Trådfri of Babel
Some good news under the hood: Trådfri uses the Zigbee Light Link standard to communicate with the rest of the smart home, meaning it'll play nice with a wide range of devices. That includes competing smart bulbs; after a planned software update, you'll be able to control your Trådfri from within the Philips Hue app.

The Secret to Hacking Ikea Furniture Is More Ikea Furniture, Says Ikea
That commitment to interoperability feels rare in today's smart home world. It's valuable turf, after all. A home only has so many sockets. But Ikea has still chosen openness, a model that, in an ideal world, every retailer would follow.

"We were pretty clear from the start that we couldn't succeed doing this by ourselves," says Block. "It was never our intention to create a proprietary system that would knock other users out."

Block likens that smart home approach to Ikea's more conventional offerings. "If you look at Ikea furniture, you can match with furniture from other retailers. We want to tap into the same behavior, and same type of story," says Block. "It should be the same type of freedom to choose."

Perhaps just as importantly, Ikea announced this summer that it would extend that freedom of choice to voice voice assistants. After an incoming round of software updates, it won't matter whether you own a Google Home or Amazon Echo, or both. You'll be able to shout at your light fixtures, and have them respond.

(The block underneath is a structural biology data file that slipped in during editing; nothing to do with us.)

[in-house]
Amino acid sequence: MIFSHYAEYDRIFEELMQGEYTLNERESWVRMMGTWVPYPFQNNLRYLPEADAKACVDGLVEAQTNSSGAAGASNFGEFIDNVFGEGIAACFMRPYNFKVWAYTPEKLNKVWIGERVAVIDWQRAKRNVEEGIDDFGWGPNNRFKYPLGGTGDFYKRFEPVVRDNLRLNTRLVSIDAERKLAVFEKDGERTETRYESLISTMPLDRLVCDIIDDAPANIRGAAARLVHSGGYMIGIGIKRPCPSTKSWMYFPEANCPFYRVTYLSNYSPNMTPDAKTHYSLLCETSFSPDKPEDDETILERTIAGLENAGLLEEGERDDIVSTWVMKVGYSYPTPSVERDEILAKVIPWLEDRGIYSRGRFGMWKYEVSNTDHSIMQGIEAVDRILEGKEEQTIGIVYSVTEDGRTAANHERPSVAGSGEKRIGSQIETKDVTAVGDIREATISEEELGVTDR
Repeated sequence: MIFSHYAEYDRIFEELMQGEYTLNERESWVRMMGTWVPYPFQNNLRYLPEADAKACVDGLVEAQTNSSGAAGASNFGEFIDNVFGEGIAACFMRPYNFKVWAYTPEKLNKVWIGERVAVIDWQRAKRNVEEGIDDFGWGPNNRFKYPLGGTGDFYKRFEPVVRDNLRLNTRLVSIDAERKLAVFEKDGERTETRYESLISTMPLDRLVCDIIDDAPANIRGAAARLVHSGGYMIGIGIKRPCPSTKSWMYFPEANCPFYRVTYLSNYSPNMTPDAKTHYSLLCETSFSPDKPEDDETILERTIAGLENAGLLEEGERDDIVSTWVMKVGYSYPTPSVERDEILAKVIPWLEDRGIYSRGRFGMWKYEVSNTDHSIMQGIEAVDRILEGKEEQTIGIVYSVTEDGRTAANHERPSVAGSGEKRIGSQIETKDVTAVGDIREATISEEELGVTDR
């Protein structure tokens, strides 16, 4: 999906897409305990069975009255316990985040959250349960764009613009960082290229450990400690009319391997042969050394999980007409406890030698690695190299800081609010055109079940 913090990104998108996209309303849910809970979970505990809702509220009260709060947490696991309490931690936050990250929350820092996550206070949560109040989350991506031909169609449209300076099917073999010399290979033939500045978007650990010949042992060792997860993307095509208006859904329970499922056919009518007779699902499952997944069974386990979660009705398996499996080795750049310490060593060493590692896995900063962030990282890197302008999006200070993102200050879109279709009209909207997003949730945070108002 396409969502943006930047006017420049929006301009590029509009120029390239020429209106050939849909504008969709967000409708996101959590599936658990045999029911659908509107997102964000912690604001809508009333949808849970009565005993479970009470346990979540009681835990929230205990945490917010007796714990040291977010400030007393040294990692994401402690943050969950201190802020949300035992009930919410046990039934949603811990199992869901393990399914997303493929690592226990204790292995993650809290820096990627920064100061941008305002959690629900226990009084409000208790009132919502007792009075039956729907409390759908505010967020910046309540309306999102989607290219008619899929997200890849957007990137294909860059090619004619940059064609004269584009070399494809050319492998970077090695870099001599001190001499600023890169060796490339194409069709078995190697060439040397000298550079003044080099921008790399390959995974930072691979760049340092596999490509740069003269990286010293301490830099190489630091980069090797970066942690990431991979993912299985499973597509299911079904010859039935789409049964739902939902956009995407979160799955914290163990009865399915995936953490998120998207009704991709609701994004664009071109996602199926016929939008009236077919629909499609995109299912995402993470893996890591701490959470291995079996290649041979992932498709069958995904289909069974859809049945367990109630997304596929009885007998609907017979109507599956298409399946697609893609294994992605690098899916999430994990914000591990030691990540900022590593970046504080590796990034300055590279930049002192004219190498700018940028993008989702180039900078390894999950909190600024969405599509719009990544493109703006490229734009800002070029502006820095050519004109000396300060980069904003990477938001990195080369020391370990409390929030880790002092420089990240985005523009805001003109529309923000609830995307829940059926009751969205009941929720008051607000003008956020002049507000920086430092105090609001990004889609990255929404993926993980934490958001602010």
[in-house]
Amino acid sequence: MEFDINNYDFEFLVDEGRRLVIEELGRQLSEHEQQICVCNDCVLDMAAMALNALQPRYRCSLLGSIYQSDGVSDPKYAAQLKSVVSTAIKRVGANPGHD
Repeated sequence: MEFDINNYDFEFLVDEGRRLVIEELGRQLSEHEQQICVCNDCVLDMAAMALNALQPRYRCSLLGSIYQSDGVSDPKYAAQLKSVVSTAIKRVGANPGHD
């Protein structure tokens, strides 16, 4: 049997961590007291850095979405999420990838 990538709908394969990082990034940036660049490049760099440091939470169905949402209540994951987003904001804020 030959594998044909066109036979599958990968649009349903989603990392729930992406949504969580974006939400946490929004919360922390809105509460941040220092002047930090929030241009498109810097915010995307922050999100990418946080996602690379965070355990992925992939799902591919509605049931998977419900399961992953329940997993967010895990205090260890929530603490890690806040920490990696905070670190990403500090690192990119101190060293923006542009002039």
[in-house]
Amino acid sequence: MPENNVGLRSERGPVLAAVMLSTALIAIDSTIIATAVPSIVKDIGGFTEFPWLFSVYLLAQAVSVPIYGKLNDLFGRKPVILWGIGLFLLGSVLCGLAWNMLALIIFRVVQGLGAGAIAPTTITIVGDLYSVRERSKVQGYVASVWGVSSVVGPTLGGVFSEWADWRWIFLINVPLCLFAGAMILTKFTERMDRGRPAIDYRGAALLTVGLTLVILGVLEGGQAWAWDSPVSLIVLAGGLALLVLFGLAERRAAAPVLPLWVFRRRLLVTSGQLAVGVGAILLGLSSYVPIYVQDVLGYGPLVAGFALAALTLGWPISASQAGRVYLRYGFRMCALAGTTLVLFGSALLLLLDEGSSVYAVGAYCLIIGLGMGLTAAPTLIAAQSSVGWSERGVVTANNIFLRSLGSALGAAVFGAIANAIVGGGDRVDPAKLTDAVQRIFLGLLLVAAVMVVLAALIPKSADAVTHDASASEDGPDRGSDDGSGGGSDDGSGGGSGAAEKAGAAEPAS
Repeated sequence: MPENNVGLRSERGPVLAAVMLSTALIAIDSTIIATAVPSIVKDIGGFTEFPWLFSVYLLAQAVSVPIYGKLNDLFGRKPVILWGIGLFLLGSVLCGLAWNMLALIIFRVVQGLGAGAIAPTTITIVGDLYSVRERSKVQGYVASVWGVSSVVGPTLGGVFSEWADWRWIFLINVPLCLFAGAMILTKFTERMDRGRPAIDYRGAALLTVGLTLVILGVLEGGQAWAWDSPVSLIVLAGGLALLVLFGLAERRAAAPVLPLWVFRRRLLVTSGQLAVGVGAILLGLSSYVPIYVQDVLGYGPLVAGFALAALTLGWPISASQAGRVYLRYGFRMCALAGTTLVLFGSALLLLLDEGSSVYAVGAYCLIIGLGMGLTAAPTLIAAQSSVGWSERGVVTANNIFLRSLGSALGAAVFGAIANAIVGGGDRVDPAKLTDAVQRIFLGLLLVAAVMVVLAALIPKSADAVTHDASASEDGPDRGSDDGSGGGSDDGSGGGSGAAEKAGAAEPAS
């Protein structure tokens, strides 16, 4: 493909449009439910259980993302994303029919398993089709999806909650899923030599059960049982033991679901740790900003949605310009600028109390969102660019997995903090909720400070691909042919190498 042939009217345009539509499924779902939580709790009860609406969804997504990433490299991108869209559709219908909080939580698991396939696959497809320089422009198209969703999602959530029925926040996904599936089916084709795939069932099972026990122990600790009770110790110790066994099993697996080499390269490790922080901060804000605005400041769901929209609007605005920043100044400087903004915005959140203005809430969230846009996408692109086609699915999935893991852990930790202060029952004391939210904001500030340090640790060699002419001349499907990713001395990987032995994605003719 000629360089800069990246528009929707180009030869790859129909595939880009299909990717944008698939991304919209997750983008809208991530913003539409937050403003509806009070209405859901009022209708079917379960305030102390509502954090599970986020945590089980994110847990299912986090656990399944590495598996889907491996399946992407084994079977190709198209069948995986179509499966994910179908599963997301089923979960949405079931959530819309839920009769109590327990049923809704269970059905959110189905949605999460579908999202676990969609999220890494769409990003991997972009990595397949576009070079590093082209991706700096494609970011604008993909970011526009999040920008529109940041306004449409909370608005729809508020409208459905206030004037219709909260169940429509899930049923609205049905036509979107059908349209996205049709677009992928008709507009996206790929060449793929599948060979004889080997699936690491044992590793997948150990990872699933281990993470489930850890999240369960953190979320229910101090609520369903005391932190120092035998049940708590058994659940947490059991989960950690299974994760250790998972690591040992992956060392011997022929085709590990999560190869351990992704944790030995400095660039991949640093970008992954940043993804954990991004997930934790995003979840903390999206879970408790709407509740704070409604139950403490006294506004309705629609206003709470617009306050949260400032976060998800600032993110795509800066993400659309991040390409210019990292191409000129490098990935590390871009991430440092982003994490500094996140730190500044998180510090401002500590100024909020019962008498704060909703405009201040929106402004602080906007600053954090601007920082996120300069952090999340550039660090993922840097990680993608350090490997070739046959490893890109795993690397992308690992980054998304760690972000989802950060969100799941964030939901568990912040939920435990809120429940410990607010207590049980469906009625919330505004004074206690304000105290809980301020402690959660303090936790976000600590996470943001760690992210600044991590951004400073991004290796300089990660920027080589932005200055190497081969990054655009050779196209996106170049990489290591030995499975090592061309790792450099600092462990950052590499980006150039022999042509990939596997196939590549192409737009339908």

OK, so it may sound silly when you put it like that. But voice commands will be an important part of making smart homes viable. Pulling out your phone, opening an app, and tapping a few times doesn't feel all that more disrputive than just flipping a switch or adjusting a dimmer with your fingers. But a house that listens to you? That's sci-fi material.

"Ikea's move to support these intelligent assistants in the same device will appeal to a wider consumer base than could be obtained if they were to integrate with only one over another," says Adam Wright, senior consumer IoT analyst for research company IDC.
And consider the alternative: A world in which being a Google Home or Echo Dot household determine big-ticket home purchases. That's not as farfetched as it sounds; Sears recently cut a deal to sell Alexa-enabled Kenmore appliances through Amazon. Given that Amazon doesn't even sell the Apple TV on its digital shelves, it seems unlikely that you'll ever find a Siri-powered Kenmore dishwasher.

Set aside how appealing that might sound to you personally; if the smart home in general has a chance of mass appeal, it needs as much interoperability as possible. And that's exactly what Ikea's selling.

Big Footprint
Ikea's biggest advantage—and its best opportunity to boost the smart home overall—lies in its sheer size. Over 900 million people pass through the doors of its 400 stores each year. It's the biggest retailer in the world. That means Ikea can not just sell, but educate.